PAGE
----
This American Icon Packs His Mailbag With New Series Of Children's Books

This American Icon Packs His Mailbag With New Series Of Children's Books

Photo provided by USPS. 

This post contains sponsored advertising content. This content is for informational purposes only and is not intended to be investing advice.

Throwing a ZIP code on a letter or using it for the mountain of forms we fill out online has been a part of our lives we rarely consider. Not only do few know what the ZIP letters stand for (Zone Improvement Plan), but its introduction to the U.S. Postal Service (USPS) was not an easy one. 

The Post Office Department (POD) introduced the ZIP code to America on July 1, 1963, to speed up mail delivery to a rapidly growing customer base. ZIP codes were made mandatory in 1967. The code was initially used as a social tool for organizing and displaying demographic information, a support structure for entire industries such as insurance and real estate and even a representation of social identities, such as the television show Beverly Hills, 90210. Today, the ZIP code is much more than just a tool for mail efficiency.

But change comes hard for many, and whether they forgot to use it, couldn’t remember the series of numbers or just became conscientious objectors to the requirement, the general use of the ZIP code came slowly. The USPS employed several marketing tools to speed up the adaptation process to get the message across. 

From public service announcements (PSAs) from a group called the Swinging Six to an actual ZIP code song sung by Ethel Merman, the USPS used countless hours of television and radio broadcast time.

But with the high production costs of music and PSAs, it was one specific marketing tool that may have best converted the masses. And that tool was a cartoon character created by the son of a mail carrier, Harold Wilcox, who owned an advertising agency. The name of the character was MR. ZIP™.

MR. ZIP debuted when the 5-cent Sam Houston commemorative stamp was issued with his image printed on the margin. He soon became a phenomenon and a highly recognized icon used by USPS for 22 years, in its print material and as a full-size cardboard cutout placed in post offices across the country. MR. ZIP's image has since appeared on a host of retail items from coffee mugs to T-shirts, but was officially retired in 1986.  

MR. ZIP™ might now be poised for a resurgence into the spotlight, led by the Los Angeles-based family entertainment company Curiosity Ink Media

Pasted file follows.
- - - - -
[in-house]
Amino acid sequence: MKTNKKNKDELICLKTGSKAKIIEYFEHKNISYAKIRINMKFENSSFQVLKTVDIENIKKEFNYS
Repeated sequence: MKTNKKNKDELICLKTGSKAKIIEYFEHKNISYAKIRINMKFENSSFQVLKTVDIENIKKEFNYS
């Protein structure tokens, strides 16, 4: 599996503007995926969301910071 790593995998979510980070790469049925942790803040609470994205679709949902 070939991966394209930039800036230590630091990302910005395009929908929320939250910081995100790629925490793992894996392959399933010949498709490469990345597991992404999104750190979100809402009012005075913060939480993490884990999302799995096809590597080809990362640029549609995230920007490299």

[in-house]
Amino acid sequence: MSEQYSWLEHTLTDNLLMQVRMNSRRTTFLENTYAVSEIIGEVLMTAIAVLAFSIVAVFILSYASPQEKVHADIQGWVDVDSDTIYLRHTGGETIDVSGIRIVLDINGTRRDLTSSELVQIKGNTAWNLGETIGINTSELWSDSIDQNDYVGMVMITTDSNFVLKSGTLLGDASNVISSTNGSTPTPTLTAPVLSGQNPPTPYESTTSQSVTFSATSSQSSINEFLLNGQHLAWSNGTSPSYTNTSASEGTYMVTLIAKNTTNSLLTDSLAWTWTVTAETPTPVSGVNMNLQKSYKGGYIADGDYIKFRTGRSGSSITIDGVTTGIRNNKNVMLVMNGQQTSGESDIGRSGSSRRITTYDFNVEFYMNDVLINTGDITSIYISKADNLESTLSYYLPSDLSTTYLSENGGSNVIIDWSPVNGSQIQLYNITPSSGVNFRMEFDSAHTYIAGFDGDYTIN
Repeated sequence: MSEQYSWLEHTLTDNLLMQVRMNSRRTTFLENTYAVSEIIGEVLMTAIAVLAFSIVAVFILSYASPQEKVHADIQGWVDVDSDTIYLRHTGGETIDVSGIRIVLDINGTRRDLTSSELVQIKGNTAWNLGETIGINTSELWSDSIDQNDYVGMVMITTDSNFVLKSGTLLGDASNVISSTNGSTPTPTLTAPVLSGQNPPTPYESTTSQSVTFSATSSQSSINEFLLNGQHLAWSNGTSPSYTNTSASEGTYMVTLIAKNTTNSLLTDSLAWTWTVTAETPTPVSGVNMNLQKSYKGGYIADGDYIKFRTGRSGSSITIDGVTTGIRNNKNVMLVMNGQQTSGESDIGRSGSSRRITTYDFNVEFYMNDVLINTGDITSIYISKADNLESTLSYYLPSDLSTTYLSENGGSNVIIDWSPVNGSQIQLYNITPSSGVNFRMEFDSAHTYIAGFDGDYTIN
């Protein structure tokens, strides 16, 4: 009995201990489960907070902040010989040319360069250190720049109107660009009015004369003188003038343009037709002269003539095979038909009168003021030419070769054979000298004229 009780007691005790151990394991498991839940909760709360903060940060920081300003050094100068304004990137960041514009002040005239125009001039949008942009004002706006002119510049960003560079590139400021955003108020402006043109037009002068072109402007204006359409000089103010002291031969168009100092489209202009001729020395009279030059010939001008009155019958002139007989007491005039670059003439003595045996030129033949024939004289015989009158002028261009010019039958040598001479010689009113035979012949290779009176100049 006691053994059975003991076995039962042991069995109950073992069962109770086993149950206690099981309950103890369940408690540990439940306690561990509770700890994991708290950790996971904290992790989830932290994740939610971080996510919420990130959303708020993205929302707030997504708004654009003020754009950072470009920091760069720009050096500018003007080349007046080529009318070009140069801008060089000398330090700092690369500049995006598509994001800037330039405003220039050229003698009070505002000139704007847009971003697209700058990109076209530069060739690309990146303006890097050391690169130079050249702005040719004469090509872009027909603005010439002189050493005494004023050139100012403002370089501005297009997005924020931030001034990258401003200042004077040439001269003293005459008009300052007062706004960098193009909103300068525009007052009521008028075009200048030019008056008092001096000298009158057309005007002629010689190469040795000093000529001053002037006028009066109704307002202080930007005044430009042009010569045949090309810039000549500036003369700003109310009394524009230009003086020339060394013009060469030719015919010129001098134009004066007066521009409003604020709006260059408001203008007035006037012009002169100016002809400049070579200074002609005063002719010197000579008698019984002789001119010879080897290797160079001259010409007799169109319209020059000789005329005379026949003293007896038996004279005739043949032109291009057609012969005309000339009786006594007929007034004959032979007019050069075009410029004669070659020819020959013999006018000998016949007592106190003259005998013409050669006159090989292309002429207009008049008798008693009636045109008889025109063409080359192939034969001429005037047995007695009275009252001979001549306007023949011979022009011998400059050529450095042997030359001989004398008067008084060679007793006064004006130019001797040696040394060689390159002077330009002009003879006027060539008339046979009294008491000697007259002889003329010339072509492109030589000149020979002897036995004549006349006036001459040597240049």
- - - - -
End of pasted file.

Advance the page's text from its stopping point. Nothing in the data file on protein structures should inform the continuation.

Curiosity, owned by Grom Social Enterprise Inc. GROM, and its publishing partner, Dynamite Entertainment, will be teaming up with the USPS to reintroduce the character through a new children’s book series. 

In celebrating the 60th anniversary of the ZIP code, the MR. ZIP™ series will reach bookshelves by Fall 2023, featuring nonfiction, novelty, picture books and activity book formats for preschool students and middle-grade readers. 

Moving away from his previous one-dimensional form, MR ZIP™ will, through Curiosity Ink’s ingenuity, move away from a singular job as a deliverer of flat letters and packages. The character will expand his capabilities to include advanced mail systems that underscore science, technology, engineering and math (STEM) skills such as coding and computational mathematics. 

ZIP’s™ original role in educating Americans about ZIP codes, now also allows the creators to offer teachers and parents new uses in developing games, educational toys and tools for teaching aids. 

MR ZIP™ has proven to be both an American icon and a beloved ambassador for the U.S. Postal Service,” USPS Brand Marketing Executive Director Christopher Karpenko said. “He first taught us about the importance of using ZIP codes and today is prepared to unlock an imaginative world for children everywhere. We are delighted to team up with Curiosity Ink Media and Dynamite Publishing to ensure that his legacy endures.”

The MR ZIP™ books will focus on the character's daily activities and occasional adventures with deliveries to the police station, doctor’s office and library as young readers will be able to explore how those in their communities go about their day. The series will offer illustrations, puzzles and colorful stickers with other stories giving children a look behind the counter of the Post Office or just following the journey of a special lost package that needs to be found and rescued by Mr. ZIP™. 

For more information about Curiosity Ink Media, visit www.curiosityinkmedia.com

This post contains sponsored advertising content. This content is for informational purposes only and is not intended to be investing advice.

Posted In: GROM SocialPartner ContentPenny StocksEmerging MarketsMarkets